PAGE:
Film review: Eagle Eye

“Big Brother is watching you,” warns a newscast at the beginning of Eagle Eye, the latest in a long line of thrillers concerned with the encroachment of technology on every aspect of life in the digital information age.

Taking his cues less from 1984 than from 2005’s Stealth (which in turn featured a hollow echo of 2001’s villain, HAL 9000) and the somewhat more credible Enemy of the State, director D.J. Caruso draws two seemingly random civilians, Jerry Shaw (Shia LaBoeuf) and Rachel Holloman (Michelle Monaghan) into a tortuous plot culminating in – what else? – an assassination attempt on the president of the United States.

 Eagle Eye

Directed by D.J. Caruso.

Starring Shia LaBeouf, Michelle Monaghan, Billy Bob Tornton, Rosario Dawson, Michael Chiklis.

Jerry has enough on his plate, dealing with the recent death of his brother Ethan and facing up to a distant father, when he finds a stockpile of contraband weaponry and explosives planted in his apartment.

A mysterious voice phones him, warning him that the FBI is about to arrest him – recalling the opening scenes of The Matrix – and after an unsuccessful interrogation by Agent Thomas Morgan (Billy Bob Thornton), which again evokes the far superior Wachowski brothers film, the same voice arranges to break him out of custody and proceeds to give him relentless directives. (“You have been activated, Jerry,” the woman says, as if he were a member of a sleeper cell and she his handler.)

Rachel is in similar straits, with the voice threatening to kill her son by derailing the train he is on if she does not strictly adhere to its orders. She and Jerry rendezvous and march unhappily through a series of tasks toward the voice’s undisclosed end game, pursued at every turn by Agent Morgan. Meanwhile, Air Force Special Agent Zoe Perez (Rosario Dawson) and the secretary of defense (Michael Chiklis) work to unravel the plot from the top down.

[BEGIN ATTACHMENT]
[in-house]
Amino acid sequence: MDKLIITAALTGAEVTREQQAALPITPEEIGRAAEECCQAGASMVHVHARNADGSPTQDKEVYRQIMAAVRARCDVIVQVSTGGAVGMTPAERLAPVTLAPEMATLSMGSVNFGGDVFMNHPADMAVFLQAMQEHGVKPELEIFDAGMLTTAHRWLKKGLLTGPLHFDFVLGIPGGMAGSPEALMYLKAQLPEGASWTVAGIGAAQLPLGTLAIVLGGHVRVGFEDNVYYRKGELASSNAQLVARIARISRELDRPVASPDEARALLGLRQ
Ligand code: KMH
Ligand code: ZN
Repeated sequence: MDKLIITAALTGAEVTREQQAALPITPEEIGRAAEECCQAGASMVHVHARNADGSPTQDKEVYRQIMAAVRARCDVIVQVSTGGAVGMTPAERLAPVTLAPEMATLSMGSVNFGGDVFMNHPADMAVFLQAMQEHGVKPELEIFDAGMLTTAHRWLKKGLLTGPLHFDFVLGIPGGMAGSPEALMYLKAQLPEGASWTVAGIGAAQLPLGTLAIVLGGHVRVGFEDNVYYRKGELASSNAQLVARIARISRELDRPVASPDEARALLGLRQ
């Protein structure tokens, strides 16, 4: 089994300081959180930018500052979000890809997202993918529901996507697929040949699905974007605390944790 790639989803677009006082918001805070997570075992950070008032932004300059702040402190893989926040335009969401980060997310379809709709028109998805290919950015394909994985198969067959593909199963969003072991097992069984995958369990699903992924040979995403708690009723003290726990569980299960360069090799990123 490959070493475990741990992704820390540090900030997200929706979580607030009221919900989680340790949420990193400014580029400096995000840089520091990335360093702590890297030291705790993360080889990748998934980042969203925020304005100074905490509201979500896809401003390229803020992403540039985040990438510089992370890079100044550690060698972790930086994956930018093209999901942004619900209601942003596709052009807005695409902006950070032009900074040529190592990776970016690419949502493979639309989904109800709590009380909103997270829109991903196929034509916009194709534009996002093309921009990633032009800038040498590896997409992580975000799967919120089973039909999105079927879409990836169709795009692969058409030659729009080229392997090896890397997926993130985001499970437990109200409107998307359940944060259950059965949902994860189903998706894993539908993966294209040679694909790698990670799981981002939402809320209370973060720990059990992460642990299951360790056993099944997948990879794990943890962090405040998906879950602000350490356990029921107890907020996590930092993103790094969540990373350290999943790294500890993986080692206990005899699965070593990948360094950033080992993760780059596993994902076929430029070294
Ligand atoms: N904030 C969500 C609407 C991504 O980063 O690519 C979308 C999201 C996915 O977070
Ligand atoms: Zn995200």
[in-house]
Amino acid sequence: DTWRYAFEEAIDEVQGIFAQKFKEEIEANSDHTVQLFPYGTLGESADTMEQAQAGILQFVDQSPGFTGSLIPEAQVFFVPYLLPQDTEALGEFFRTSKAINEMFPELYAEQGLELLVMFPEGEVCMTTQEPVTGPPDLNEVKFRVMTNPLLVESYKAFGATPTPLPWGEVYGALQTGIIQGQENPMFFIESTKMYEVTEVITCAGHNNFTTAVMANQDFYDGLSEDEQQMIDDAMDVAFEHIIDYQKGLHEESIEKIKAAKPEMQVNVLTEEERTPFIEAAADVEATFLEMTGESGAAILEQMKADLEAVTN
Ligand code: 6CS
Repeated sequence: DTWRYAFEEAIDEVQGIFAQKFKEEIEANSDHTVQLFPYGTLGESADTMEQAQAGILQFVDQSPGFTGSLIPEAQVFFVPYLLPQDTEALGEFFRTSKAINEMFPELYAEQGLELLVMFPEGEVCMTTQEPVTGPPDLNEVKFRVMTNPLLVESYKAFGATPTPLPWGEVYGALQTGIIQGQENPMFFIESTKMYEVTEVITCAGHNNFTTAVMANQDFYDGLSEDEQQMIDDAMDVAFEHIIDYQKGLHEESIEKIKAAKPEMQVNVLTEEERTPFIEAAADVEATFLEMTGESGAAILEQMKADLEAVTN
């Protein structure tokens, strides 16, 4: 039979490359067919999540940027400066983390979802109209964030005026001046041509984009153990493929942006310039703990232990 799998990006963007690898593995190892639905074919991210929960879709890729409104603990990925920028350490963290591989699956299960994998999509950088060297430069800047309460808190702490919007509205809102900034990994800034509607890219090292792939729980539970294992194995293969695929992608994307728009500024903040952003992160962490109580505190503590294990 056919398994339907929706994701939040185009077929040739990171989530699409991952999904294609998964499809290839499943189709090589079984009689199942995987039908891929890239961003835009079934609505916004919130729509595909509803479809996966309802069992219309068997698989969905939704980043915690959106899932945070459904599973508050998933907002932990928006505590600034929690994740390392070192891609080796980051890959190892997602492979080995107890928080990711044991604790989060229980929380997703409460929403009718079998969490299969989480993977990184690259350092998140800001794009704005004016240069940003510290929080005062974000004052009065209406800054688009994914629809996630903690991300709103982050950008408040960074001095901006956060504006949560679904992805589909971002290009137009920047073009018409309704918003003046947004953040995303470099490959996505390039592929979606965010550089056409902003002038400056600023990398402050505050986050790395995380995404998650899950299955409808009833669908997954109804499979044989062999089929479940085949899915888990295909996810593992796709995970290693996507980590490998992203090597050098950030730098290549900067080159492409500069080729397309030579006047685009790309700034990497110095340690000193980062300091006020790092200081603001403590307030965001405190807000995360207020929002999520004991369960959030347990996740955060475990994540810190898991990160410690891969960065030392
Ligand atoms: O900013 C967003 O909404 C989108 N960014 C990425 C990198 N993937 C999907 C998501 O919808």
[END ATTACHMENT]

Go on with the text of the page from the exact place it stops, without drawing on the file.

LaBoeuf and Monaghan are suitable leads, but they react so differently to the stresses placed on them (he with gruff anger and laconic resignation by turns, she with desperation showing plainly on her face) that the two seem like characters from different movies. They don’t simply exhibit different personality traits so much as appear to have been juxtaposed from two separate screenplays. And their acting is simply not up to the task of enlivening the middle portion of the plot, in which the two protagonists’ heartfelt soliloquies elicit yawns more than emotional involvement.

Chiklis and Dawson inhabit such paint-by-numbers roles that they have little room for interpretation or emotion. It is Thornton who makes the most of his time onscreen, giving what starts off as a one-dimensional stock character some range and depth with doses of deadpan humour and urgent, manifest anxiety.
The production values are good enough to buoy up the film, keeping Eagle Eye afloat (if by a small margin) even when it grows tedious toward the middle, even when the ubiquitous “blurry-cam” distracts from otherwise thrilling action set pieces. The set design itself shows innovation, taking Jerry and Rachel on a harried tour of an airport’s baggage-processing conveyor belt system and into a junkyard populated by bloodthirsty wrecking machines.

Although it gives away its antagonist relatively early on and foreshadows the revelation almost from the very first frame, Eagle Eye survives without the whodunit aspect thanks to its action scenes and the performances of its leads. The climax is an assured one, succeeding because it doesn’t try to be more epic than it is (something which ruined Vantage Point), but the closing scene which follows is a throwback to the maudlin sentiments of the second act.

Ostensibly, Eagle Eye wants us to question the role of technology in our lives, and the way we everyday citizens react to unimaginable stress with the lives of our loved ones on the line (as if Kiefer Sutherland and 24 haven’t plumbed this enough on television). But when the dust settles, the lingering mystery is why this plot, inhabited by this cast, couldn’t have been exponentially more engaging.